that is a pig ignorant remark

my ds1 is on the SEN register and is highly intelligent academically


ChippingIn Sat 01-Oct-11 11:33:41

Friends of mine sent their children to a new school - we'd all been looking forward to it opening etc. It was lovely - all shiney new things, all enthusiastic staff, no old jaded attitudes etc smile

The downside was that they spent lots & lots of time fundraising for things [many of which their children wouldn't benefit from (and obviously they weren't benefitting from fund raising done by previous parents)] and the school was lacking in so many resources (computers/sports equipment) etc that in the end they moved them to another school. It was a shame, but they felt they were just missing out on too much.

esselle Sat 01-Oct-11 11:49:28

My DD started at a school which was a year old and I think it is fantastic. The buildings are all new and being purpose built are completely appropriate. Equipment, books, playground, facilities are all new and not yet worn out or trashed.

All computer equipment is new and up to date. Every class room has interactive whiteboards.

Granted the gardens/grounds are not very well established but they are more than adequate and slowly getting there.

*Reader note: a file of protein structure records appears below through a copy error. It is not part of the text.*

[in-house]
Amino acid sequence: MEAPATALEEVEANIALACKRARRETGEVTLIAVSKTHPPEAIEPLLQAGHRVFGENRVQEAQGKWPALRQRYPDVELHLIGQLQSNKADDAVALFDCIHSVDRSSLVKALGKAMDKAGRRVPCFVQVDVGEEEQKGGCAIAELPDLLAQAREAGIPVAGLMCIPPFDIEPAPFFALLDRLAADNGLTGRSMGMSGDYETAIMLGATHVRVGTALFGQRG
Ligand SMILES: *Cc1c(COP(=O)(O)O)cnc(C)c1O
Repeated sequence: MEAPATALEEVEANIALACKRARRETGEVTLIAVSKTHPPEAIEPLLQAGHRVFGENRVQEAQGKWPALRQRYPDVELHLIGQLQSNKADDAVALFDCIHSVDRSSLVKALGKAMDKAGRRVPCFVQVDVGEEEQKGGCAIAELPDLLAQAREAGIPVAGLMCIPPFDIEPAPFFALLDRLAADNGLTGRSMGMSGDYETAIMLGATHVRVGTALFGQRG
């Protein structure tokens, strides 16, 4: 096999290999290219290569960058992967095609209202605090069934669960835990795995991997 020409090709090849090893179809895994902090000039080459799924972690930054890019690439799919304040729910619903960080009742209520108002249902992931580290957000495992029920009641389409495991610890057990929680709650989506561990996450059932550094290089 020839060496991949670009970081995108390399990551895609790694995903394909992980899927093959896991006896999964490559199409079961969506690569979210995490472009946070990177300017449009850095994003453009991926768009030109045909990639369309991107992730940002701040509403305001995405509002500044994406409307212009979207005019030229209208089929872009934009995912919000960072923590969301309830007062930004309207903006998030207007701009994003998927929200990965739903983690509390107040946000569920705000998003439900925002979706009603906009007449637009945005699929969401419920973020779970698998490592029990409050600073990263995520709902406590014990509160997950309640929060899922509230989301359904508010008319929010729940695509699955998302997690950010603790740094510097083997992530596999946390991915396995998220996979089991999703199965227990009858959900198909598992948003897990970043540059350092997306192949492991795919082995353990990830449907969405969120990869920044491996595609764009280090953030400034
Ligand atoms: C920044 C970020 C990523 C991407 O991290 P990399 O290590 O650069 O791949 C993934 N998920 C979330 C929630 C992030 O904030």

I figure that we won't be in the situation in the couple of years to be fundraising for a new gym or something similar as it is already there.

AbigailS Sat 01-Oct-11 12:58:58

Sorry if I offended Greensleeves. I was not saying that SEN children are not intelligent. But the child in question was on the SEN register for lack of progress in literacy and numeracy and was functioning at P scales level with a teaching assistant allocated to work all morning supporting him and another child. Many of the children on the register at our school do not have a lebel of ASD, Dyspraxia, Specific Learning Difficulties, medical needs, etc. But are added to support slow progress with the aim that the support closes the gap between them and their peers who are working at aged expectation levels.
That is why I said it was an indication of the new school if he was "top set".
And before you ask, I am an experienced and successful SENCo.